Travelers warned of West Nile fever

The government is cautioning travelers planning to visit North America to be on the alert for West Nile fever.

The Health, Labor and Welfare Ministry recently issued the warning for the summer travel season — some 3.4 million Japanese travelers visited the United States and Canada last year.

When the first case of the virus was identified in the United States in New York City in 1999, it moved quickly, causing 264 deaths in 2003 across the country, according to the health ministry.

The ministry and other government agencies are increasing their watch for mosquitoes on international flights and screening imported birds.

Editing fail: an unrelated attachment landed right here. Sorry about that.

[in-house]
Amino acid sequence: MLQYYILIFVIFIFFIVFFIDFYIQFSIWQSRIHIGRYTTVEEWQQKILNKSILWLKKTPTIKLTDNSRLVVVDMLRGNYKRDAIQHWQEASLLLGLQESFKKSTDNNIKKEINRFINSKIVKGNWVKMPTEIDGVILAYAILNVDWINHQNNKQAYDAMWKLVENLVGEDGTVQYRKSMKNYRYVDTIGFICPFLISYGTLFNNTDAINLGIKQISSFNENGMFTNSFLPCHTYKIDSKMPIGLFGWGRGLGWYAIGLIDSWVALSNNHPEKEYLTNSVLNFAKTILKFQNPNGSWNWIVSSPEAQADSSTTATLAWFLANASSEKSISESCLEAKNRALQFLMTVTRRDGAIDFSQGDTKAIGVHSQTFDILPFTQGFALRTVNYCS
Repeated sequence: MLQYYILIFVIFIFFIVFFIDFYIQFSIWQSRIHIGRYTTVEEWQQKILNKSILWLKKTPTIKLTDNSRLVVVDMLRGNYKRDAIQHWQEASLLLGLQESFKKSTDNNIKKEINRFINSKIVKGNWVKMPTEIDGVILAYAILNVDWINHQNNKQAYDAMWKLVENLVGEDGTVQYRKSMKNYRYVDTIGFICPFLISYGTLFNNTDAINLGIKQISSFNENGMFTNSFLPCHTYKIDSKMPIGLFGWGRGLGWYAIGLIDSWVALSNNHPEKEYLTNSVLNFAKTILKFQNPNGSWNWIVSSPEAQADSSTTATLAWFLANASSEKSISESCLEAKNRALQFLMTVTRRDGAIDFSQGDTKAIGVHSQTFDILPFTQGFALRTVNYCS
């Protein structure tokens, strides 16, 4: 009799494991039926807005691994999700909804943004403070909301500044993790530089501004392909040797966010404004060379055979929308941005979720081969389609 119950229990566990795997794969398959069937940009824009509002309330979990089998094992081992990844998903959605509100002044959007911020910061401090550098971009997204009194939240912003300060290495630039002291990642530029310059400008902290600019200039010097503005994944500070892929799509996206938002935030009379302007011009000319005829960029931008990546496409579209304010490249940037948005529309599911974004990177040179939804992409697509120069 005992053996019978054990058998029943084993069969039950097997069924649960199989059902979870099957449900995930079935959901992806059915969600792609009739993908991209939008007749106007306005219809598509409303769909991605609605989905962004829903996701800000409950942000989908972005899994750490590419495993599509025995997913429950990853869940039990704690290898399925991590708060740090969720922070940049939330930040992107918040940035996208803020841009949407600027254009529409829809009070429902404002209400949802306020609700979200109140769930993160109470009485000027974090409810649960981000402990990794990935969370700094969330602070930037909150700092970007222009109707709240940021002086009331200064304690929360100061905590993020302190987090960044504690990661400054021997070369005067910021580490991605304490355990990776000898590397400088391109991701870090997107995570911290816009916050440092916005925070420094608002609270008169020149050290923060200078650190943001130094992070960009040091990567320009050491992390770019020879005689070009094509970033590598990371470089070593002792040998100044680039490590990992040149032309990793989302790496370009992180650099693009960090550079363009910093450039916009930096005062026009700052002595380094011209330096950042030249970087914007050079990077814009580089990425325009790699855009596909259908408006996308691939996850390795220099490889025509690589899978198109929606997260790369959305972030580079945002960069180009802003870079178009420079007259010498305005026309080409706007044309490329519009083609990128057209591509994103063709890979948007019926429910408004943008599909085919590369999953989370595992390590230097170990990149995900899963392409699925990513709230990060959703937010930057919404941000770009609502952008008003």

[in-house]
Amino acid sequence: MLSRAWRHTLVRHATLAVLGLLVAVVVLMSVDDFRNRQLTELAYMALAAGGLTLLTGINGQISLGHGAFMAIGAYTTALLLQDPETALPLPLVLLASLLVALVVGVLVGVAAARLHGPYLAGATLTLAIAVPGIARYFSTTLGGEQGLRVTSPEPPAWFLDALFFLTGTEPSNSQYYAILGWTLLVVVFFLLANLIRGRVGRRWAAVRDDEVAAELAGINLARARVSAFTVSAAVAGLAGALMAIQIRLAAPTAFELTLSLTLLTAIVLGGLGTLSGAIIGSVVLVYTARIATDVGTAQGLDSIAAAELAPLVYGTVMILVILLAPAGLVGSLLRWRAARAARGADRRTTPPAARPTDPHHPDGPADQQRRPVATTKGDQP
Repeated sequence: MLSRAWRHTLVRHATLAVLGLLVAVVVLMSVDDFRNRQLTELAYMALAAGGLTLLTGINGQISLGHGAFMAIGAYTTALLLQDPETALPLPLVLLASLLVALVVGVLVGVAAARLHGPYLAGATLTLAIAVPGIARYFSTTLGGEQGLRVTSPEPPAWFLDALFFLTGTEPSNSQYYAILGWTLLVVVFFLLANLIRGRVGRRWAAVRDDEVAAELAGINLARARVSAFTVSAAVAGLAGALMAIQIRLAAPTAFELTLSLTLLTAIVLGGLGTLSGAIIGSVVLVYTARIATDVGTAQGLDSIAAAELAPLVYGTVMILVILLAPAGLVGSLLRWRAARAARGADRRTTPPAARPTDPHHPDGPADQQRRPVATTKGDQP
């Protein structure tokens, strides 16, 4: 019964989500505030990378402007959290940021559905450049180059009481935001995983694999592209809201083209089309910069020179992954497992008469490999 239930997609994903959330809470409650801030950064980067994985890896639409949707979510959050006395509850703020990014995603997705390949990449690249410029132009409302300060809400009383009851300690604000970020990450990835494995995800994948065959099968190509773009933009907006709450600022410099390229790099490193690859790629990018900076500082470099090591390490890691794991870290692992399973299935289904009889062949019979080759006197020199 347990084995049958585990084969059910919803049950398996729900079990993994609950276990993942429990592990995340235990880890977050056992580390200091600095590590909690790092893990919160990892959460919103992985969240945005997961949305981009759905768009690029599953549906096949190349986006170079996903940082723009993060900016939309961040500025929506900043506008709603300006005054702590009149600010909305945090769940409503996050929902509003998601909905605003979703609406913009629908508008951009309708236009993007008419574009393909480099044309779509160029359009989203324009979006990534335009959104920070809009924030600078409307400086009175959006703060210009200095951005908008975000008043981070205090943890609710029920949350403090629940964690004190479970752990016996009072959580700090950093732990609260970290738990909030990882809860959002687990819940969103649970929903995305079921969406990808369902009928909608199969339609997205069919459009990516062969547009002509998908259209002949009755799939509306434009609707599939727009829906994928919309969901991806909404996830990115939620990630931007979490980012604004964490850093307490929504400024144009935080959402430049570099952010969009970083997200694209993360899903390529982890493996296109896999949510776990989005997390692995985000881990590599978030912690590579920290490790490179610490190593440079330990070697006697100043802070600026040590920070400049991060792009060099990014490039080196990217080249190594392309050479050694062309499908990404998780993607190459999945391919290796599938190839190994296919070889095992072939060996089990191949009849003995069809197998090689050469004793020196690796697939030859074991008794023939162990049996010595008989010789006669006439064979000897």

Any traveler who returns home with a fever should seek immediate medical attention, they said.

Officials at the National Institute of Infectious Diseases said the virus’ incubation period is from three to 15 days and symptoms include fever, headache, back pain and skin rash.

An infected person is likely to recover in about a week, and about 80 percent of patients shake off the virus without experiencing any symptoms.

But in serious cases, people can suffer paralysis or spasms, or even fall into a coma. Some can develop meningitis or encephalitis and die.

Health experts say elderly people have accounted for the most serious cases in the United States and about 5 percent of the patients have died.

West Nile fever was first discovered in Africa and the Middle East.

It has not yet been determined how the virus appeared suddenly in the U.S. There has been speculation that mosquitoes carrying the virus made their way to New York aboard airplanes or that infected birds were brought in to the country.

The number of West Nile patients last year totaled 9,862 in the United States and more than 1,000 in Canada.

Outbreaks occur in early summer and later when mosquitoes become more active.